County’s rural fire departments strained due to lack of reliable funding

WINSTON COUNTY    - Rural fire departments are telling their stories from within, describing outdated equipment, conservation of fuel and other concerns due to a lack of funding.
Arley Fire Chief James Rickett spoke on Thursday, Jan. 21, as an advocate for rural fire departments across Winston County, addressing members of the Winston County state legislative delegation during an annual meet-and-greet event at the Haleyville Middle School cafetorium.
Rickett urged the state to look into some type of bill or funding to help more rural departments, which are struggling financially, often to the brink of closure.
“The municipal fire departments are funded pretty good,” Rickett said. The Arley department receives around $1,200 each year from the Alabama Forestry Commission.  Cullman Electric Co-op also collects fire dues for the Arley Fire Department automatically through customers’ electric bills.
Even though the Arley department receives funding and its needs furnished by its town council, Rickett can see where the department would be struggling if left on its own.
“Our biggest concern right now is the departments on the other side of the county that have no funding whatsoever,” Rickett pointed out. “They live off that $1,100, $1,200, plus their fundraisers. They are constantly doing fundraisers.
“Because of COVID, they are not being able to do all of that, so that is really hurting them,” Rickett said.
Fire departments  also provide medical services.
“Tough is not the word for them,” Rickett pointed out. “They are doing all of this work, and nobody is helping them.”
Ashridge Fire Department is one of those rural departments struggling without support from any town council or government.
“We have fire dues, and if we can get donations, that’s how we get (funding),” said Ashridge Fire Chief Dewayne Baker.
The Ashridge department typically leans on fundraisers, but has not been able to have fundraisers due to the COVID-19 pandemic, Baker said.
“It’s hard to say on a fundraiser. If we make $300 that month, that’s all we bring in that month,” Baker said about monthly finances. “Whatever we can raise and get donations for, that’s basically what we have to survive.”
During the past 11 months of the pandemic, the Ashridge department has had to stretch their donations as much as they can, Baker explained.
“We haven’t even be able to buy any propane for heat for our station all winter,” he pointed out.  “We have to cut back where we can.”
The fire department also must keep a close eye on its fuel bills.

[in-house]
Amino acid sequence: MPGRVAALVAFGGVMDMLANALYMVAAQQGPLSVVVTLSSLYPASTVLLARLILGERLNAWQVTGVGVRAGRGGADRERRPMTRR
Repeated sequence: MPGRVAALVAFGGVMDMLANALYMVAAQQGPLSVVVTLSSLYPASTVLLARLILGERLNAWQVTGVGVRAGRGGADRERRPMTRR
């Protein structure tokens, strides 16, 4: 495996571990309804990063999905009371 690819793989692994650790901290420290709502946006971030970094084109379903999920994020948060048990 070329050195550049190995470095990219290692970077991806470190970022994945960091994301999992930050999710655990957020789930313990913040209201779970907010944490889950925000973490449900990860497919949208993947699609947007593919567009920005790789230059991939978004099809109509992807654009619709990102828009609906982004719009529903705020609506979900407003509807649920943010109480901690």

“A lot of the firemen will pitch in and pay for fuel,” he said.
“We’re pinched as tight as we can go right now,” he added. “Our equipment, a lot of that needs to be replaced, but we don’t have the money to do it.”
The department’s 18 air packs are near being out of date, with the department looking at $2,000 to $3,000 per set, including the air tank and air packs
“A lot of our gear is wearing out, and we need to replace it,” he said. A less expensive set of turnout gear would cost $2,000 to $4,000 per person, he added.
“About every one of our guys needs a set of turnout gear. It’s been almost 10 years since we bought new turnout gear,” he said, adding the department currently needs at least 20 sets of turnout gear.
So far this year, maintenance on fire trucks has been minimal other than some gears that needed to be replaced, Baker stated.
“If we start having a bunch of fires or a bunch of calls, we are going to need something to cover fuel,” Baker said.
 The Ashridge community does provide some assistance. The fire department is sending out notices for fire dues, which are paid by only a portion of the community.
Annually, Ashridge receives $40 per household in fire dues, but at least 60 percent of the community is failing to pay their fire dues, according to Baker.
“If we get $200, $300, it helps us a little bit. Then again, it’s only one time a year, but that might be one month’s worth of fuel for the trucks,” said Baker.
In order to receive grant funding, the department must apply by listing their budget on the application, he said.
“We can’t set a budget because we don’t have one,” Baker said.
“These departments that are funded, they know the kind of a budget they have every year,” he said. “We can’t, as strictly a volunteer (department) that doesn’t get funding except for what we can raise.”